1950s Advertising: Vintage Winchester Point of Purchase Displays

by | Jan 8, 2024 | Guest Blogger, Turnbull Restoration & Manufacturing Blog, Vintage Firearm | 1 comment

Winchester’s classic, functional pieces of art make great collectables and bring back warm nostalgia.

Here’s the next in our series of guest blog posts graciously provided by our friends at the Winchester Arms Collectors Association (WACA).

Collecting vintage Winchester rifles, carbines and shotguns is not only about appreciating the art of wood and steel that these legendary arms exemplify. It’s also about preserving the culture and values of the times when our cherished Winchesters were first made available to hunters, shooters and enthusiasts. Winchester Arms Collectors Association (WACA) members Jennifer and Gary Gole possess an outstanding collection of vintage Winchester advertising artifacts, and are selflessly dedicated to sharing the breadth and depth of their knowledge. Their collection provides a unique portal to the past, one that holds immense educational value and brings with it a wealth of nostalgia. We’re very grateful for their work, which is published on a regular basis within the pages of The Winchester Collector, WACA’s quarterly club magazine. They have kindly contributed an example article for followers of the Turnbull Restoration blog. We hope you read on, and visit WACA to learn more about their mission.

WACA is a not-for-profit, tax-exempt corporation with a worldwide membership of over 3,000. The members are devoted to the preservation, understanding and collecting of Winchester firearms and related products as well as the role these products had in forging America’s heritage. As WACA members ourselves, we’re proud to play our part in this mission.

Our goal with this guest blog series is to share WACA members’ outstanding knowledge and passion for Winchester firearms. We will share articles aimed at informing Winchester owners and enhancing their collecting experience, along with personal stories and memories related to Winchester firearms that we hope will resonate with you as much as they do with us.

And with that, here’s our next WACA guest post. We encourage your thoughts in the comments section below.

Winchester Point of Purchase Advertising

The Fabulous Fifties!

by Jennifer and Gary Gole

For many of us the 1950s bring back childhood…or perhaps teenage memories. However, for Winchester it was a time that ushered in a new era of Point of Purchase advertising…better known as POPs. The company’s first use of these colorful advertising pieces began just after World War I, in the late 1910s, and continued into 1929. These early pieces are highly coveted and usually come with some serious price tags.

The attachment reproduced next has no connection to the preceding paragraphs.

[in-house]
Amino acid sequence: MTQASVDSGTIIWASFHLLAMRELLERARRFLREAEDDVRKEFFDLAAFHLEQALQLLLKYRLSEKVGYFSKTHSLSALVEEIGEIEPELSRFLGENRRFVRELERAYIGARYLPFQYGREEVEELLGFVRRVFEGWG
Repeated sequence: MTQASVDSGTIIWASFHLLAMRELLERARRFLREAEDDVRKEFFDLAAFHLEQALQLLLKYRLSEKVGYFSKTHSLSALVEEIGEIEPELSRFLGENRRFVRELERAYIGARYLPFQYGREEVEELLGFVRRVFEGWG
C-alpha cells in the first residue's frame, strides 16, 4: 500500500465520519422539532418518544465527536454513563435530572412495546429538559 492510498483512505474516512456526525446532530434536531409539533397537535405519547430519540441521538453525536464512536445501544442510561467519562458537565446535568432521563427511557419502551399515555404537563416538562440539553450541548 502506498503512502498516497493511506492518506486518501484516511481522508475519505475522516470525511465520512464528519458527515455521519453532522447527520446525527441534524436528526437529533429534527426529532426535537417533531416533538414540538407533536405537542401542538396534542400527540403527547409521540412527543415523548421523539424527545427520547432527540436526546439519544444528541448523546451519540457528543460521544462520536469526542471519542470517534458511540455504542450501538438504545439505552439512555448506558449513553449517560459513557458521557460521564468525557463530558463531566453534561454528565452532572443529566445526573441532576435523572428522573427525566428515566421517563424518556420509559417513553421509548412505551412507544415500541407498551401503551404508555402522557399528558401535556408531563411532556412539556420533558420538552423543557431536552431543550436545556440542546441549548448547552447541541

Beginning in 1929, the company went into reorganization, followed by receivership, and was subsequently purchased by Western Cartridge Company at the end of 1931. The Winchester Division still continued to use some of these colorful POPs during the 1930s and 1940s.

However, it wasn’t until the 1950s that the Winchester advertising campaigns were kicked into high gear again. Many of these POPs were not only advertising in the traditional sense, but many were designed to hold the guns that were being promoted. The single rack display (above) holds a Model 12 and there were several paper banners advertising the iconic Model 61 that came with this Model 12 advertisement. The .22 rifles rack (above) holds three Winchester .22 caliber rifles. It came with interchangeable pieces so that the dealer could pick which .22 rifles were featured. As you can see on the black and white information sheet that came with the rack, there are several small die cuts that should have accompanied this piece…we are still searching for these to complete the display as originally designed by the Winchester Sales Department.

Don’t Forget the Ammunition

In addition to guns, Winchester also used these displays to promote the sale of their ammunition. The red plastic .22 ammunition display (above) came complete with the brightly colored POP to sit on top and catch the customer’s eye. There were also stand-alone POPs promoting the Winchester-Western brand of Silvertip ammunition and Super-X or Super Speed Shotgun Shells, as well as .22 Target ammunition.